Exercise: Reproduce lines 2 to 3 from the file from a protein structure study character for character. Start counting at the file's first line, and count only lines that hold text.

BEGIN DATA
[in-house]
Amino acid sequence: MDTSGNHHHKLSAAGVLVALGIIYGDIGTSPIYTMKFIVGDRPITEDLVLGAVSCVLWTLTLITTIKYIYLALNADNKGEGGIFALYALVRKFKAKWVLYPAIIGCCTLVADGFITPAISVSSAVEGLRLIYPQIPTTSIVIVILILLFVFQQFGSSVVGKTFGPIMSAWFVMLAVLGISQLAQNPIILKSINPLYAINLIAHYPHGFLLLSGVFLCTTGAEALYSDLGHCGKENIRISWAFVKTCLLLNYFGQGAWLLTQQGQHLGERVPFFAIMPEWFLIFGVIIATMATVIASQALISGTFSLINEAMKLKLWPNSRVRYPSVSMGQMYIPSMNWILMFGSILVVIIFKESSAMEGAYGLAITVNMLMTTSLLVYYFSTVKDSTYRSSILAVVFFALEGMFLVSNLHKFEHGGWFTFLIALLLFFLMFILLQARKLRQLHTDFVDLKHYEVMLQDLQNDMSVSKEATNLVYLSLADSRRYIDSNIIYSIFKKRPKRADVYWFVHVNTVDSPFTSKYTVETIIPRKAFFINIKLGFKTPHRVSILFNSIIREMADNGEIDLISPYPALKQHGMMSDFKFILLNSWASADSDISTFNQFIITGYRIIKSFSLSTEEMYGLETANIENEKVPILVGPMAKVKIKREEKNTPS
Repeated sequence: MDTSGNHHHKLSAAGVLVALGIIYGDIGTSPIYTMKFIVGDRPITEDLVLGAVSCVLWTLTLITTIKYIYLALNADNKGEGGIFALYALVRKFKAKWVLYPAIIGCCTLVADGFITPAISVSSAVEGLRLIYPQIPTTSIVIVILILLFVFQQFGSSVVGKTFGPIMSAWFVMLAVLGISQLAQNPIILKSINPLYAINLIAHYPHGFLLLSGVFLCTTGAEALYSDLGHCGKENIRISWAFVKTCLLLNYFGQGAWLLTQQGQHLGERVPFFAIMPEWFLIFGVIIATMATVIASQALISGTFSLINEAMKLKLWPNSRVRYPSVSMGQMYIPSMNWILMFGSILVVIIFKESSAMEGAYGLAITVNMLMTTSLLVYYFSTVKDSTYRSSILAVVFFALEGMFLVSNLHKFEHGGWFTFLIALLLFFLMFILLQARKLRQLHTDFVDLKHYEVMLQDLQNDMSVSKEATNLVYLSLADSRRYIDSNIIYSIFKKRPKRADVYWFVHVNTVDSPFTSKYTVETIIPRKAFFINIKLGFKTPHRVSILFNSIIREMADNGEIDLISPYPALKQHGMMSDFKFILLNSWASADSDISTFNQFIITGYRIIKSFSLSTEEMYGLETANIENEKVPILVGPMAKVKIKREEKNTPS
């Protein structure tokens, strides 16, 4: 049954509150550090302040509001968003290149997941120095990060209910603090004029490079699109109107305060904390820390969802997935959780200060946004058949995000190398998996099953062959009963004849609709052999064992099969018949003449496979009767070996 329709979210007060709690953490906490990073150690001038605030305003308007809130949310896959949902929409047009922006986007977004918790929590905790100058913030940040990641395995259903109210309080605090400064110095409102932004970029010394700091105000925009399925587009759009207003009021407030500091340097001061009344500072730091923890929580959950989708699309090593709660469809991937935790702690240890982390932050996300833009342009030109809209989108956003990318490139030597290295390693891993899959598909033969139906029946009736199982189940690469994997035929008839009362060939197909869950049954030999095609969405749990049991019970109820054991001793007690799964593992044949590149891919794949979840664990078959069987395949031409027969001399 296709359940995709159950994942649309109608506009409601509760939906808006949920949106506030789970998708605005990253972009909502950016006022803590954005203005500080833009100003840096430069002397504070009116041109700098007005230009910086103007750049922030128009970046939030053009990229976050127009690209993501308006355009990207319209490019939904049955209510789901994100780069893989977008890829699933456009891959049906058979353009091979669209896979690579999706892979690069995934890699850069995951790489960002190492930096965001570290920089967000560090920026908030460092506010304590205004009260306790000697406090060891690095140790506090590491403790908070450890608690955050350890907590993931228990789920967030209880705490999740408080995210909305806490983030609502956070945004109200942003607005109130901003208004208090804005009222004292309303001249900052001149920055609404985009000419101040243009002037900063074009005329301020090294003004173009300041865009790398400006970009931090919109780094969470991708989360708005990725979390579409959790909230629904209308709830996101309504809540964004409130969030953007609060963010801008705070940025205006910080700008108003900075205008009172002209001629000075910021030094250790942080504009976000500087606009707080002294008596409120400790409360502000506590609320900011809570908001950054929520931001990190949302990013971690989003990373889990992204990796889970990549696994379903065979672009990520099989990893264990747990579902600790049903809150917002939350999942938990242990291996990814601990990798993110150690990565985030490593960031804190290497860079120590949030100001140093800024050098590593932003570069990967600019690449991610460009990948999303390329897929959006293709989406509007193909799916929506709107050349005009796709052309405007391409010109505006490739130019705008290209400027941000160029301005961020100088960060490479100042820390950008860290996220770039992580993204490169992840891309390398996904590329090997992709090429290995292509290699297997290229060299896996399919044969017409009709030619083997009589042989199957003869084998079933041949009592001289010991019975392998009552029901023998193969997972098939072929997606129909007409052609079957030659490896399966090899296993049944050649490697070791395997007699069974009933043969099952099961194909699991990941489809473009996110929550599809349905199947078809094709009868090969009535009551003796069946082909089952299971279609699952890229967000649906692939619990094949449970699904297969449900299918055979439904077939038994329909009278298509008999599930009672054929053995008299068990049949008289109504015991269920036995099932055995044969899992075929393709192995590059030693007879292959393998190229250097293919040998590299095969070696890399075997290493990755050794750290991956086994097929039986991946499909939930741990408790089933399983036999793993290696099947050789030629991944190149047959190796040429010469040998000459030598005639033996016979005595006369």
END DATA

Amino acid sequence: MDTSGNHHHKLSAAGVLVALGIIYGDIGTSPIYTMKFIVGDRPITEDLVLGAVSCVLWTLTLITTIKYIYLALNADNKGEGGIFALYALVRKFKAKWVLYPAIIGCCTLVADGFITPAISVSSAVEGLRLIYPQIPTTSIVIVILILLFVFQQFGSSVVGKTFGPIMSAWFVMLAVLGISQLAQNPIILKSINPLYAINLIAHYPHGFLLLSGVFLCTTGAEALYSDLGHCGKENIRISWAFVKTCLLLNYFGQGAWLLTQQGQHLGERVPFFAIMPEWFLIFGVIIATMATVIASQALISGTFSLINEAMKLKLWPNSRVRYPSVSMGQMYIPSMNWILMFGSILVVIIFKESSAMEGAYGLAITVNMLMTTSLLVYYFSTVKDSTYRSSILAVVFFALEGMFLVSNLHKFEHGGWFTFLIALLLFFLMFILLQARKLRQLHTDFVDLKHYEVMLQDLQNDMSVSKEATNLVYLSLADSRRYIDSNIIYSIFKKRPKRADVYWFVHVNTVDSPFTSKYTVETIIPRKAFFINIKLGFKTPHRVSILFNSIIREMADNGEIDLISPYPALKQHGMMSDFKFILLNSWASADSDISTFNQFIITGYRIIKSFSLSTEEMYGLETANIENEKVPILVGPMAKVKIKREEKNTPS
Repeated sequence: MDTSGNHHHKLSAAGVLVALGIIYGDIGTSPIYTMKFIVGDRPITEDLVLGAVSCVLWTLTLITTIKYIYLALNADNKGEGGIFALYALVRKFKAKWVLYPAIIGCCTLVADGFITPAISVSSAVEGLRLIYPQIPTTSIVIVILILLFVFQQFGSSVVGKTFGPIMSAWFVMLAVLGISQLAQNPIILKSINPLYAINLIAHYPHGFLLLSGVFLCTTGAEALYSDLGHCGKENIRISWAFVKTCLLLNYFGQGAWLLTQQGQHLGERVPFFAIMPEWFLIFGVIIATMATVIASQALISGTFSLINEAMKLKLWPNSRVRYPSVSMGQMYIPSMNWILMFGSILVVIIFKESSAMEGAYGLAITVNMLMTTSLLVYYFSTVKDSTYRSSILAVVFFALEGMFLVSNLHKFEHGGWFTFLIALLLFFLMFILLQARKLRQLHTDFVDLKHYEVMLQDLQNDMSVSKEATNLVYLSLADSRRYIDSNIIYSIFKKRPKRADVYWFVHVNTVDSPFTSKYTVETIIPRKAFFINIKLGFKTPHRVSILFNSIIREMADNGEIDLISPYPALKQHGMMSDFKFILLNSWASADSDISTFNQFIITGYRIIKSFSLSTEEMYGLETANIENEKVPILVGPMAKVKIKREEKNTPS